Sun Responsible for Global Warming

Newsmax
Tuesday, March 6, 2007

Two new reports cast doubt on the manmade global warming theory and instead point to another cause for the recent warming of Earth — changes in the sun.

One report from National Geographic News asserts, "Simultaneous warming on Earth and Mars suggests that our planet’s recent climate changes have a natural — and not a human-induced — cause, according to one scientist’s controversial theory.”

Data from NASA’s Mars Global Surveyor and Odyssey mission in 2005 disclosed that the carbon dioxide "ice caps” near Mars’ south pole had been shrinking for three consecutive summers.

Habibullo Abdussamatov, head of the Pulkovo Astronomical Observatory in Russia, says the shrinking provides evidence that the current warming on Earth is being caused by changes in the sun, according to the National Geographic article.

"The long-term increase in solar irradiance is heating both Earth and Mars,” he said. "Manmade greenhouse warming has made a small contribution to the warming seen on Earth in recent years but it cannot compete with the increase in solar irradiance.”

The other report offers a mechanism behind the changes in the sun — variations in its magnetic field.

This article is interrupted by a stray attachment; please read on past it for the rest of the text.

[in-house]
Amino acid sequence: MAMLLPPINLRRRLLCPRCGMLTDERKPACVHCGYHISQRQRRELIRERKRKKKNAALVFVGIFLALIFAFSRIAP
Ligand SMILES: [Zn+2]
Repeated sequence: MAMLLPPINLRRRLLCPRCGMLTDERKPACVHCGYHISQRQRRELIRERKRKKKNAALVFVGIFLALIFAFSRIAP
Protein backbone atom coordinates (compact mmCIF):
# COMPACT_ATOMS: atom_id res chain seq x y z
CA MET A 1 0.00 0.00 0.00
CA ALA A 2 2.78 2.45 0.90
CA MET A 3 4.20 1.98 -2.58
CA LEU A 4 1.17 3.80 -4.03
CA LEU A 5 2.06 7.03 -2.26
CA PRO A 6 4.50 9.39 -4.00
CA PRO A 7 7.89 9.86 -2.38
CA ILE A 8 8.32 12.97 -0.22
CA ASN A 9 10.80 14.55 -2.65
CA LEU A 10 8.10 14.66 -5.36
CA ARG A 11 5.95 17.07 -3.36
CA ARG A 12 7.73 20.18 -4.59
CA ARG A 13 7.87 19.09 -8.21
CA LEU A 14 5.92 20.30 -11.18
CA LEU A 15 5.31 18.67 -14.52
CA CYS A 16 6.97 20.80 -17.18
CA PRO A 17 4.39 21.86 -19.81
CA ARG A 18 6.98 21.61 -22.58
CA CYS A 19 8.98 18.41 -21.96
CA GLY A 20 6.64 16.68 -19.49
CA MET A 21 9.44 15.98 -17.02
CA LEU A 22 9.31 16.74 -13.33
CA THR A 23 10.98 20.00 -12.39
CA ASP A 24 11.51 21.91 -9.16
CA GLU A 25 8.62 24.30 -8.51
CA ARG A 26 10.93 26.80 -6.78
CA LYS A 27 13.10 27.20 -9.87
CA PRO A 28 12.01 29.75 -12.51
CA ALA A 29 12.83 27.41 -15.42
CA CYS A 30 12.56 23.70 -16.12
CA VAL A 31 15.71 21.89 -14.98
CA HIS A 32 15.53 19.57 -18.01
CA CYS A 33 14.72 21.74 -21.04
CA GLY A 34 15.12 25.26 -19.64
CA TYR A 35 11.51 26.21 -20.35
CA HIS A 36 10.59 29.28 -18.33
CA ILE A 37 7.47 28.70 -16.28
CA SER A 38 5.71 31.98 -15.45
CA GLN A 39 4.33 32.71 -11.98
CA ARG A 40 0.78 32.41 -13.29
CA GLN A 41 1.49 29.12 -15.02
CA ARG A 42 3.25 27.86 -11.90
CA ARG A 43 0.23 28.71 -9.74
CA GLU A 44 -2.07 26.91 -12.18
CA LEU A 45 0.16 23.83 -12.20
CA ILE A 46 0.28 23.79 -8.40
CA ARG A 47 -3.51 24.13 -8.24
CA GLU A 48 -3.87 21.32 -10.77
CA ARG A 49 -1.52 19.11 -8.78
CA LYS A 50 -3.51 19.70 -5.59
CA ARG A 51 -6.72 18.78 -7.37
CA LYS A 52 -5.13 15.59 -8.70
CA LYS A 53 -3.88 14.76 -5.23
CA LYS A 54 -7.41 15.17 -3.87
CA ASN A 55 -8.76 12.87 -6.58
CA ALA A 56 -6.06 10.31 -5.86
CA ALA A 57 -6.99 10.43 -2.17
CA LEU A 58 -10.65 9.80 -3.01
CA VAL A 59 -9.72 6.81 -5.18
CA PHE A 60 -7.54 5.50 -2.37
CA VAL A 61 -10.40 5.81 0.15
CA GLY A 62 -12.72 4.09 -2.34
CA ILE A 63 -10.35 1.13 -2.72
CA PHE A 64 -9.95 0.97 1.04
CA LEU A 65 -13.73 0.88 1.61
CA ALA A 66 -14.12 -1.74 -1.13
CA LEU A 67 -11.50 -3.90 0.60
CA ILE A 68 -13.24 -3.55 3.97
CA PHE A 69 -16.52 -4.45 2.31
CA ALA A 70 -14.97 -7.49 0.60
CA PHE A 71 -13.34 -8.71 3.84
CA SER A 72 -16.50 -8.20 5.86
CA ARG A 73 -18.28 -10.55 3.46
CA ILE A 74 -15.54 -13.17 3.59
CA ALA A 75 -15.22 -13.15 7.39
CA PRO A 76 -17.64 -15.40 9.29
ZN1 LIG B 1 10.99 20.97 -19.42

Compiled by scientists at the Danish National Space Center, it maintains that the Earth’s climate is strongly influenced by cosmic rays from exploded stars.

The cosmic rays help make ordinary clouds, and high levels of rays and cloudiness cool the planet, while lower levels of radiation lead to milder temperatures, according to the Danish report, which is cited by Marc Morano, communications director for the U.S. Senate Committee on Environment & Public Works, on the committee’s Web site.

"Cosmic ray intensities — and therefore cloudiness — keep changing because the sun’s magnetic field varies in its ability to repel cosmic rays coming from the galaxy before they reach the Earth,” the Danish report by Henrik Svensmark, head of the Space Center, explains.

Whenever the sun’s magnetic field was weak, cosmic ray intensities were high and the climate cooled, most recently in the little ice age that climaxed 300 years ago.

Several scientists cited in the report believe that changes in the Earth’s climate are linked to "the journey of the sun and the Earth through the Milky Way Galaxy. They blame the icehouse episodes on encounters with bright spiral arms, where cosmic rays are most intense.”

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